Great Reads Weekend Roundup 6/25/17

By | 2017-06-02T18:30:05+00:00 June 25, 2017|
Print Friendly, PDF & Email

A roundup of great reads from this weekend.

 

—Ben Boychuk—

We’re saturated with bad news, fake news, cheap analysis, third-rate opinions, and (snicker) “data journalism.” Hunter S. Thompson famously asked in a slightly different context, “Why bother with newspapers, if this is all they offer?” And that was in 1971, when the press was still riding high.

In the new issue of Imprimus, Michael Goodwin, chief political columnist for the New York Post, casts a cold eye toward the current journalistic landscape in the wake of the 2016 election.

Among the many firsts, last year’s election gave us the gobsmacking revelation that most of the mainstream media puts both thumbs on the scale—that most of what you read, watch, and listen to is distorted by intentional bias and hostility,” Goodwin says. “I have never seen anything like it. Not even close.

Meantime, Washington Examiner Editor Matthew Continetti laments (with his typical dry humor) this sad state of affairs in his latest column, headlined “They’re Wrong About Everything.” Everything? Yep. Everything.

“The fact is,” Continetti writes,

that almost the entirety of what one reads in the paper or on the web is speculation. The writer isn’t telling you what happened, he is offering an interpretation of what happened, or offering a projection of the future. The best scenario is that these theories are novel, compelling, informed, and based on reporting and research. But that is rarely the case. More often the interpretations of current events, and prophesies of future ones, are merely the products of groupthink or dogma or emotions or wish-casting, memos to friends written by 27-year-olds who, in the words of Ben Rhodes, “literally know nothing.” There was a time when newspapers printed astrology columns. They no longer need to. The pseudoscience is on the front page.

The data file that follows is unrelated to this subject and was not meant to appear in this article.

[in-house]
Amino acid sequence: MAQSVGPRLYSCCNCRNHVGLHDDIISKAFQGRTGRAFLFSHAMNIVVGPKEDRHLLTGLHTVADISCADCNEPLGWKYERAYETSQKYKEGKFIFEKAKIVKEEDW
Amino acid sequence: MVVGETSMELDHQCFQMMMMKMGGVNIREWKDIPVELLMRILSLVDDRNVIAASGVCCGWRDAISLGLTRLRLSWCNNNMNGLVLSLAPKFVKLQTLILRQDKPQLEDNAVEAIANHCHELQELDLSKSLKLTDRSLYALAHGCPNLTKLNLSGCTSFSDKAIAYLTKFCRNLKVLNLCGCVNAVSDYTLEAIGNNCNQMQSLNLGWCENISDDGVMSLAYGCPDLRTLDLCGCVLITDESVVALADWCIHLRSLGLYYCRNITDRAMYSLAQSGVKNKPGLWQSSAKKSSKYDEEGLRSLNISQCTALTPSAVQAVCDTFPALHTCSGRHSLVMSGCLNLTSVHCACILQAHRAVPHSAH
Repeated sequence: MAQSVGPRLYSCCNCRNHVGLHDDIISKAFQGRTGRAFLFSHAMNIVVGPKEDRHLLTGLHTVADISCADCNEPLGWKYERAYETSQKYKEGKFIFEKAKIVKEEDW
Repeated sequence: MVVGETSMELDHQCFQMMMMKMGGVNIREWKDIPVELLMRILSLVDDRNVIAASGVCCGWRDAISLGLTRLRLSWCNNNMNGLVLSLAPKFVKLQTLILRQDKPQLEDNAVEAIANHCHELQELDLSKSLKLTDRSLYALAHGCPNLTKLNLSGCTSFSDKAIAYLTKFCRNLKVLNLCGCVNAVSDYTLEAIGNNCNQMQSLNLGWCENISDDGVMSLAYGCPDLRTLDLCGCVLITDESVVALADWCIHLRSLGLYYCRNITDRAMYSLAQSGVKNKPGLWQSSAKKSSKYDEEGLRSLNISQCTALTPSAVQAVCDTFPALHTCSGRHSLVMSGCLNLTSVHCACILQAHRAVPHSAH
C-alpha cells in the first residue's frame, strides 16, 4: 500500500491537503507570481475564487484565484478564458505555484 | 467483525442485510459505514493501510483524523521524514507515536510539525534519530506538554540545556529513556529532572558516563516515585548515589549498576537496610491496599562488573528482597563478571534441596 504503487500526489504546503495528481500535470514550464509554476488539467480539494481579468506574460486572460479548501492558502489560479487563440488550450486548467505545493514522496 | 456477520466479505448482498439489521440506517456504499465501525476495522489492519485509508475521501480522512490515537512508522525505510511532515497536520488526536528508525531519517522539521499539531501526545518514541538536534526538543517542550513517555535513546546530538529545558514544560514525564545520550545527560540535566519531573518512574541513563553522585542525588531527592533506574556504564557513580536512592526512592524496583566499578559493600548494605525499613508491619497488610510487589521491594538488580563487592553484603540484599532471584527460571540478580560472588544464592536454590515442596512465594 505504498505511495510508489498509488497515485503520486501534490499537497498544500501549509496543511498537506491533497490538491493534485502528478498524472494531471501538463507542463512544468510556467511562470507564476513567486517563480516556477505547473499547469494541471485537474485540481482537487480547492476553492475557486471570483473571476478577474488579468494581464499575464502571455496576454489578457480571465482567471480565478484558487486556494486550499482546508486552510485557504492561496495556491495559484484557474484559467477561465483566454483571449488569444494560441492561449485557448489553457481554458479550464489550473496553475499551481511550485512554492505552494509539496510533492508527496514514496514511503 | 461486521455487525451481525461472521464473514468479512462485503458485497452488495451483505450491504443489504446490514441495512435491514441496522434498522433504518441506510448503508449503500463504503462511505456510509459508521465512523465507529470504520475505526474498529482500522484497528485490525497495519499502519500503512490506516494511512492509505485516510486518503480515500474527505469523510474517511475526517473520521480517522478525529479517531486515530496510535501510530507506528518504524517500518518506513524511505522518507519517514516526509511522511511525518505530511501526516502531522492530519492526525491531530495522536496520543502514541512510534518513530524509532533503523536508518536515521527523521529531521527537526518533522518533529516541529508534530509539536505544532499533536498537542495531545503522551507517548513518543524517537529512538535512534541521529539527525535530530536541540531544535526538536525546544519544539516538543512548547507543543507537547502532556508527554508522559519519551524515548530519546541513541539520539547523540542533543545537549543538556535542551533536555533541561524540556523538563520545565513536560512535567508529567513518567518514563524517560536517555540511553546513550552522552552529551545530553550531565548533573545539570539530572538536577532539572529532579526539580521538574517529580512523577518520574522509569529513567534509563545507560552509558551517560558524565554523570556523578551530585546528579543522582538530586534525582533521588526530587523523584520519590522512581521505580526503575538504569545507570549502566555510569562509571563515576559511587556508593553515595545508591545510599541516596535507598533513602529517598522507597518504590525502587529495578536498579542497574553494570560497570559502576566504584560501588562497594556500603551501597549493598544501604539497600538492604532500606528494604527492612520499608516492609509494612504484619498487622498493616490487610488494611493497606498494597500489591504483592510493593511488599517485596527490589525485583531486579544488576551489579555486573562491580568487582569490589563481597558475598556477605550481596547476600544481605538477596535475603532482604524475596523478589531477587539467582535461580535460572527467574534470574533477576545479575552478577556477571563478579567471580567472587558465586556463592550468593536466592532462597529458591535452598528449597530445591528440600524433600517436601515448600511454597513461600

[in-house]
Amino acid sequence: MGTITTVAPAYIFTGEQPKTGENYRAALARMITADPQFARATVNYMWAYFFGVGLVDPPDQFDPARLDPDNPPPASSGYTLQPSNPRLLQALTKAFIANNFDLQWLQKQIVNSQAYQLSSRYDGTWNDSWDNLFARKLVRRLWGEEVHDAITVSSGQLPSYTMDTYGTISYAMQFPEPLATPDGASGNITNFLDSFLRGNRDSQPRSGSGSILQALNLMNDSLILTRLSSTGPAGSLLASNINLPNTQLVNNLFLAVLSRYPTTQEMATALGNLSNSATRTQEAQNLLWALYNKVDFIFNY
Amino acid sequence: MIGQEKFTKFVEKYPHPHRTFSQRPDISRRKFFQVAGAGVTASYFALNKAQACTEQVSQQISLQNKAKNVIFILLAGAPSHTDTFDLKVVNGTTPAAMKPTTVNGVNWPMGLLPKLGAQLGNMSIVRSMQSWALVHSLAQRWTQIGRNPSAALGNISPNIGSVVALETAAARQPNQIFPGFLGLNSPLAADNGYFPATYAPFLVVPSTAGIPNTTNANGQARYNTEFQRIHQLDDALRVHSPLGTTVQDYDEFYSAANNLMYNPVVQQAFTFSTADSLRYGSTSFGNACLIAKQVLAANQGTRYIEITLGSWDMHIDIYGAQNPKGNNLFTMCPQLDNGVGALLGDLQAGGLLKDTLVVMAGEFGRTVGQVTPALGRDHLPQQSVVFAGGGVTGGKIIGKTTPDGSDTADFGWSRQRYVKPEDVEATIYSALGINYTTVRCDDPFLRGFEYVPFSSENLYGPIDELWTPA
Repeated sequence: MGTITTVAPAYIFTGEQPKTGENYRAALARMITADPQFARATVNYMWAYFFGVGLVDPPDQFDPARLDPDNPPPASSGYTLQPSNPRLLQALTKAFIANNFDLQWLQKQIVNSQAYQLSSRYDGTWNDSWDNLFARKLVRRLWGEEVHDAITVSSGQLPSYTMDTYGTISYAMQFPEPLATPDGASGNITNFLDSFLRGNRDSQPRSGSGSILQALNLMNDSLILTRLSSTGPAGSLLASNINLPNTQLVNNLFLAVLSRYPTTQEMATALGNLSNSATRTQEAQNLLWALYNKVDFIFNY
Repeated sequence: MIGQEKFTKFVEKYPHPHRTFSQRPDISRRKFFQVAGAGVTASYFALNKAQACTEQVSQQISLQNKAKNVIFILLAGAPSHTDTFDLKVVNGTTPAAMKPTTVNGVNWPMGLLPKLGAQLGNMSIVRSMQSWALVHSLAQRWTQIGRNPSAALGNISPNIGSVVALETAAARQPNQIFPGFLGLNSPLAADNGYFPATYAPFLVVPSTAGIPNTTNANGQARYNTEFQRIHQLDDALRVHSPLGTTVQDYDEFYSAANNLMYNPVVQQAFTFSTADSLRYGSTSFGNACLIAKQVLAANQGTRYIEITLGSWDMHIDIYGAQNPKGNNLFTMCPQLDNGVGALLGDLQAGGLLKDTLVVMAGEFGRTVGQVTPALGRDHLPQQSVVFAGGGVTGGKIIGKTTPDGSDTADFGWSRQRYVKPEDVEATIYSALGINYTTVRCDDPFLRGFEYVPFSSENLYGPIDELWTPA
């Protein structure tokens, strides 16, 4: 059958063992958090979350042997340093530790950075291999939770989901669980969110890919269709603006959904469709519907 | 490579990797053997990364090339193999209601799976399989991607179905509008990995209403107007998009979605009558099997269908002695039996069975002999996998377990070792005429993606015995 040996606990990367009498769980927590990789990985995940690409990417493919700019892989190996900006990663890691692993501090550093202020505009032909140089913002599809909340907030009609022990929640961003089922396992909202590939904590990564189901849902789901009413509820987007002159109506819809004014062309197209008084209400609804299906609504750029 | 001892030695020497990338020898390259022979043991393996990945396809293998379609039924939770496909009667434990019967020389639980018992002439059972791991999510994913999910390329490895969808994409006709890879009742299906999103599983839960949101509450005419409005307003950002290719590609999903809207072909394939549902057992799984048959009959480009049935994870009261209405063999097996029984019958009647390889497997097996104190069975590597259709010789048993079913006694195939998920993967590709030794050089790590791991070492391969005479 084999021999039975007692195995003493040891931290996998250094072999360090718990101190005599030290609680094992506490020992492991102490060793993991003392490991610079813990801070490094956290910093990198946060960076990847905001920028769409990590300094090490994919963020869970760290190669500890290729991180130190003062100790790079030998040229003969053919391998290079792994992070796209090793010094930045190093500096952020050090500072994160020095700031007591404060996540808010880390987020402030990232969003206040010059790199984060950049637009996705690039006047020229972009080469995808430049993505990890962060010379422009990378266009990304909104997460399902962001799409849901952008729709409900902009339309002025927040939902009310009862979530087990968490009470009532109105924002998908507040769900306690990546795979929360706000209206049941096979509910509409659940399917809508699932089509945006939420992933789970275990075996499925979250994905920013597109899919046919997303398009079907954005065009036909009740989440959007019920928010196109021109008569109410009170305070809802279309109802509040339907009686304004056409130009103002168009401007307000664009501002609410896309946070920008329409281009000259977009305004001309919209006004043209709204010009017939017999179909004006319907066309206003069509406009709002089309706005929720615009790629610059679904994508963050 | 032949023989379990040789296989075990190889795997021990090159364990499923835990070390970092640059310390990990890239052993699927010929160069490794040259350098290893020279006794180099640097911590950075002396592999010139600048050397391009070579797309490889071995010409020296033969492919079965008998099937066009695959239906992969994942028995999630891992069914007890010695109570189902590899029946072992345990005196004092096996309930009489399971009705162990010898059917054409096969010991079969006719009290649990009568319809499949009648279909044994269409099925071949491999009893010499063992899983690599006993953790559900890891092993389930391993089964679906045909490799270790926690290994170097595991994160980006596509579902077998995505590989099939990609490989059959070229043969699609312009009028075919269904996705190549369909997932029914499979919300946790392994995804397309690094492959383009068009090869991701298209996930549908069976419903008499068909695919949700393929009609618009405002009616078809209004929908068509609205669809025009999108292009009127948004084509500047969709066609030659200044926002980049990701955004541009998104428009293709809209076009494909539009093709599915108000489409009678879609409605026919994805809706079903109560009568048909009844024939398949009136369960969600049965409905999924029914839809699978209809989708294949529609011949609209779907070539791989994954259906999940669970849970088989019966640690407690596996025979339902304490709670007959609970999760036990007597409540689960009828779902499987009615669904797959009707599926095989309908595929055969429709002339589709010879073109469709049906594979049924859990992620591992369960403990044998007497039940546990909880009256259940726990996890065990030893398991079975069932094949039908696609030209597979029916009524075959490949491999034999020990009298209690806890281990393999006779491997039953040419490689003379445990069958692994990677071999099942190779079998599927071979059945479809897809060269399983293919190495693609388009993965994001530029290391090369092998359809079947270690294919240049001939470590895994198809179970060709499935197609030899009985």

Speaking of groupthink and dogma, check out this freak show. Question for American Greatness fans: Are any of you planning to attend that thing? Slightly different question: will you be in the L.A./Pasadena area the weekend of July 29-30? We’re trying to gauge interest in putting together a small event. Let us know in the comments.

—Chris Buskirk—

Also worth noting are new pay-to-play suspicions swirling around John McCain’s eponymously named foundation. The Daily Caller notes:

Conservative and liberal critics, however, believe the institute constitutes a major conflict of interest for McCain, The Daily Caller News Foundation’s Investigative Group has learned.

And

Critics worry that the institute’s donors and McCain’s personal leadership in the organization’s exclusive “Sedona Forum” bear an uncanny resemblance to the glitzy Clinton Global Initiative (CGI) that annually co-mingled special interests and powerful political players in alleged pay-to-play schemes.

Sounds a lot like the accusations that dogged The Clinton Foundation until the day it decided that the world could live without all of its good works. (After Hillary left office, natch.)

—Julie Ponzi—

At Front Page Magazine, Daniel Greenfield exposes the scam of Liberalism, Inc. ©. This flipside of Conservatism, Inc. shows the intellectual and moral bankruptcy at the heart of the liberal elite who pull the levers of power within the Democratic Party and its satellite operations. Greenfield looks at all the money the Dems have been able to raise on the heels of their defeat in November with the false promise of hopes for a series of special elections. Here is a key graph: